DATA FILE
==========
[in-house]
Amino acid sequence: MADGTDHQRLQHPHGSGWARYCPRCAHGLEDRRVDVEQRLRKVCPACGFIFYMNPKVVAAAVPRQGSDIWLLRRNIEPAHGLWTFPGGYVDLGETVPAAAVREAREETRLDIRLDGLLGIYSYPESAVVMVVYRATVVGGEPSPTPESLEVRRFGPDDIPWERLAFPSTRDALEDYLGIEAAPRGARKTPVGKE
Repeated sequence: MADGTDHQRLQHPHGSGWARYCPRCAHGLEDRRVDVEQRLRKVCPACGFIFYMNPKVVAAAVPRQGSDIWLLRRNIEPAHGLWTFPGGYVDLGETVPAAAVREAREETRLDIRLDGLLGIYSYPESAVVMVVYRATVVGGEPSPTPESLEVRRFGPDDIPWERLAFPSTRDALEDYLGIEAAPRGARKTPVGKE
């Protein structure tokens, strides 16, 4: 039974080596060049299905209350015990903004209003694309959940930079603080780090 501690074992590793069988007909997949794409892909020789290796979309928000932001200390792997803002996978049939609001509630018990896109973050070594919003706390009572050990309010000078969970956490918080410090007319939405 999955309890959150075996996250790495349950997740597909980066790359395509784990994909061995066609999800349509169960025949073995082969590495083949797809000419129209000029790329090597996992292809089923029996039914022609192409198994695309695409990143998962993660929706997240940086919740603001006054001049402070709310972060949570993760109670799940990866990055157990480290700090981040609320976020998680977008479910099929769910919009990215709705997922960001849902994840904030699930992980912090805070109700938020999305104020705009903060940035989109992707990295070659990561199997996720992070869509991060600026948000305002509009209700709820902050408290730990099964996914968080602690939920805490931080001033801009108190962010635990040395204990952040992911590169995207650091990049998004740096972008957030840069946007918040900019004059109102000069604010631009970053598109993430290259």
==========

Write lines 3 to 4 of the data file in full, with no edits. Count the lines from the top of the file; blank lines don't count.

Repeated sequence: MADGTDHQRLQHPHGSGWARYCPRCAHGLEDRRVDVEQRLRKVCPACGFIFYMNPKVVAAAVPRQGSDIWLLRRNIEPAHGLWTFPGGYVDLGETVPAAAVREAREETRLDIRLDGLLGIYSYPESAVVMVVYRATVVGGEPSPTPESLEVRRFGPDDIPWERLAFPSTRDALEDYLGIEAAPRGARKTPVGKE
């Protein structure tokens, strides 16, 4: 039974080596060049299905209350015990903004209003694309959940930079603080780090 501690074992590793069988007909997949794409892909020789290796979309928000932001200390792997803002996978049939609001509630018990896109973050070594919003706390009572050990309010000078969970956490918080410090007319939405 999955309890959150075996996250790495349950997740597909980066790359395509784990994909061995066609999800349509169960025949073995082969590495083949797809000419129209000029790329090597996992292809089923029996039914022609192409198994695309695409990143998962993660929706997240940086919740603001006054001049402070709310972060949570993760109670799940990866990055157990480290700090981040609320976020998680977008479910099929769910919009990215709705997922960001849902994840904030699930992980912090805070109700938020999305104020705009903060940035989109992707990295070659990561199997996720992070869509991060600026948000305002509009209700709820902050408290730990099964996914968080602690939920805490931080001033801009108190962010635990040395204990952040992911590169995207650091990049998004740096972008957030840069946007918040900019004059109102000069604010631009970053598109993430290259």